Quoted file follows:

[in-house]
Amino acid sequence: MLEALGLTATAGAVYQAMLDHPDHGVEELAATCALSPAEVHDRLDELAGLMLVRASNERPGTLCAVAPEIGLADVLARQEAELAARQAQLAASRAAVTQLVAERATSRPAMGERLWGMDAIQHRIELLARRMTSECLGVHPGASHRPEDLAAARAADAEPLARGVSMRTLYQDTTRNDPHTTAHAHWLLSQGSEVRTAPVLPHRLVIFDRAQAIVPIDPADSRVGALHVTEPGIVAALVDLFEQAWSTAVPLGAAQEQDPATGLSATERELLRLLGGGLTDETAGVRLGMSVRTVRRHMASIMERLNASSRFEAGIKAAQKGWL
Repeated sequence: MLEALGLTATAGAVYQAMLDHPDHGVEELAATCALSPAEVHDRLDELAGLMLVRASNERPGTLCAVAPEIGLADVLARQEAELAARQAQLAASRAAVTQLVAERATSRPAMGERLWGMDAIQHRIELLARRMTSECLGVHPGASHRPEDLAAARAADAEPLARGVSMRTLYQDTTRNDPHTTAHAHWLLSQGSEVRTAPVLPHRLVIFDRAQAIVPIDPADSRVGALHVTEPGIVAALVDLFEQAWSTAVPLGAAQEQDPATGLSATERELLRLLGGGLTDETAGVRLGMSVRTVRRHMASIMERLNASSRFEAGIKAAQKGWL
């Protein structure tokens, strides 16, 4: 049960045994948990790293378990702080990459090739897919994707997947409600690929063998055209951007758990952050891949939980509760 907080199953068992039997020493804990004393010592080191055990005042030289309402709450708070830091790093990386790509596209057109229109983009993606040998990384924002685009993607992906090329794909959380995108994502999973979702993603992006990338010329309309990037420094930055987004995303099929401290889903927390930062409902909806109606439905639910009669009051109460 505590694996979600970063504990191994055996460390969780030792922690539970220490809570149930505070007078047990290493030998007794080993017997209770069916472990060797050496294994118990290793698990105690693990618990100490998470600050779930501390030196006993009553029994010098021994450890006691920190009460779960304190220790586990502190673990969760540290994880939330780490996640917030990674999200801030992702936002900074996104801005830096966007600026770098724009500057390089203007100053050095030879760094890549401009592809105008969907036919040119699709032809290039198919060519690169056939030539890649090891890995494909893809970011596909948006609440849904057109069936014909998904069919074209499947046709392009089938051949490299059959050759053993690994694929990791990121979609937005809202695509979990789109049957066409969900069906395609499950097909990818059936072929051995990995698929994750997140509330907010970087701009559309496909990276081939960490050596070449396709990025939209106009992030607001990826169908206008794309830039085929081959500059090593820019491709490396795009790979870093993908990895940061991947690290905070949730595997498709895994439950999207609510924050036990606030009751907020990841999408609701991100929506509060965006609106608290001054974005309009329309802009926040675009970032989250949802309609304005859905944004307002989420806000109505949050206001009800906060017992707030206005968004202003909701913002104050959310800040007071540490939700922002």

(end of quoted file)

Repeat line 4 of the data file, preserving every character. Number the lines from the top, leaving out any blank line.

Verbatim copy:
């Protein structure tokens, strides 16, 4: 049960045994948990790293378990702080990459090739897919994707997947409600690929063998055209951007758990952050891949939980509760 907080199953068992039997020493804990004393010592080191055990005042030289309402709450708070830091790093990386790509596209057109229109983009993606040998990384924002685009993607992906090329794909959380995108994502999973979702993603992006990338010329309309990037420094930055987004995303099929401290889903927390930062409902909806109606439905639910009669009051109460 505590694996979600970063504990191994055996460390969780030792922690539970220490809570149930505070007078047990290493030998007794080993017997209770069916472990060797050496294994118990290793698990105690693990618990100490998470600050779930501390030196006993009553029994010098021994450890006691920190009460779960304190220790586990502190673990969760540290994880939330780490996640917030990674999200801030992702936002900074996104801005830096966007600026770098724009500057390089203007100053050095030879760094890549401009592809105008969907036919040119699709032809290039198919060519690169056939030539890649090891890995494909893809970011596909948006609440849904057109069936014909998904069919074209499947046709392009089938051949490299059959050759053993690994694929990791990121979609937005809202695509979990789109049957066409969900069906395609499950097909990818059936072929051995990995698929994750997140509330907010970087701009559309496909990276081939960490050596070449396709990025939209106009992030607001990826169908206008794309830039085929081959500059090593820019491709490396795009790979870093993908990895940061991947690290905070949730595997498709895994439950999207609510924050036990606030009751907020990841999408609701991100929506509060965006609106608290001054974005309009329309802009926040675009970032989250949802309609304005859905944004307002989420806000109505949050206001009800906060017992707030206005968004202003909701913002104050959310800040007071540490939700922002």